Dry January Is OVER And The First Wine You're Going To Drink... May Not Be What You Think It Is!
February 1st. Dry January is over; congratulations you made it! Speaking of dry, we often talk about wines that are dry. But what exactly does that mean? A dry wine is simply a wine that has no residual sugar, meaning it isn't sweet. When grape juice converts to wine, alcohol is produced in the fermentation process because yeast eats the sugar present in the juice. No more sugar, so no sugary sweetness; the wine is therefore dry. And now that January is over, it's time to pour yourself a nice glass of dry wine. February 1st is more than just the day giving us permission to imbibe again, however. It's also International Furmint Day! (Don't believe me? Check your wine calendar.)
Classically, Furmint was used to produce Tokaji Aszú dessert wines à la Bordeaux's Sauternes, and it still is. We're going to stick with the dry theme however and only indulge on dry styles of Furmint wines. Furmint is the flagship grape of Hungary and easily the country’s most important varietal.Taken from the French word ‘froment’ for the golden wheat color of the wine, Furmint is elegant and rich with aromas of white flowers and peach. The royal families of Europe named it “Vinum Regum, Rex Vinorum” (Wine of Kings, King of Wines), and one style of Tokaji Aszú—Esszencia—is proudly mentioned in the Hungarian national hymn. At one time Tokaji was one of the most famous wines in all of Europe and considered an Elixir of Life.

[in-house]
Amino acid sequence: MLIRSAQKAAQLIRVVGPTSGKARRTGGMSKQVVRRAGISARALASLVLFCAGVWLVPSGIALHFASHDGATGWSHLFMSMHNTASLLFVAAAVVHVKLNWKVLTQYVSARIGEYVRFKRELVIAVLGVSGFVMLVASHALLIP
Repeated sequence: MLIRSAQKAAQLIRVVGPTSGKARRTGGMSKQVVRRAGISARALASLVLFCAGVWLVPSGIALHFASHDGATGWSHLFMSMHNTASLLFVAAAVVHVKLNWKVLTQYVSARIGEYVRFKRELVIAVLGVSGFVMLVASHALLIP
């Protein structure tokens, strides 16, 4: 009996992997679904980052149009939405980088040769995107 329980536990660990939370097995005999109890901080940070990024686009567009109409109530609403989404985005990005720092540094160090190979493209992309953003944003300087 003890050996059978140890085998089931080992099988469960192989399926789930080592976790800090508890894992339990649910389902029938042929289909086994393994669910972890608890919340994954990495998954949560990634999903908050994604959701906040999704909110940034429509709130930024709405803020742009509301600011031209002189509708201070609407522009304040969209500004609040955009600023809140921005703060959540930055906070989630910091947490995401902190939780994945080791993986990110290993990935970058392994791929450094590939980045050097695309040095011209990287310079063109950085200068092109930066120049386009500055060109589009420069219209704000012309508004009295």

With the aim to draw the public's attention to such a lovable variety, International Furmint Day is the brainchild of Dániel Kézdy, Tokaj specialist and author of TOKAJ - people and vineyards. “I’ve been studying furmint for a long time and have learnt that in terms of winemaking styles it offers great variety. What is more the unvariably elegant acidity and the ability to transmit terroir characteristics makes it a worthy candidate for an important player in international markets. The majority of sommeliers, wine experts and wine merchants who have tasted Furmint formed a favourable opinion of it, so the next task ahead is to convince customers to make Furmint a regular item on their shopping lists. This can’t be too difficult to achieve”, says Dániel Kézdy.
We here at The Wine Shop completely agree with Mr. Kézdy - that getting you to fall in love with the golden goodness that was held in such high regard by the Kings and Queens of Europe shouldn't be too difficult to achieve. Come on out on Wednesday the 26th and find out for yourself! And this way you can stock up and be ready to celebrate come the first of February.
See you there!
The Wine Shop Team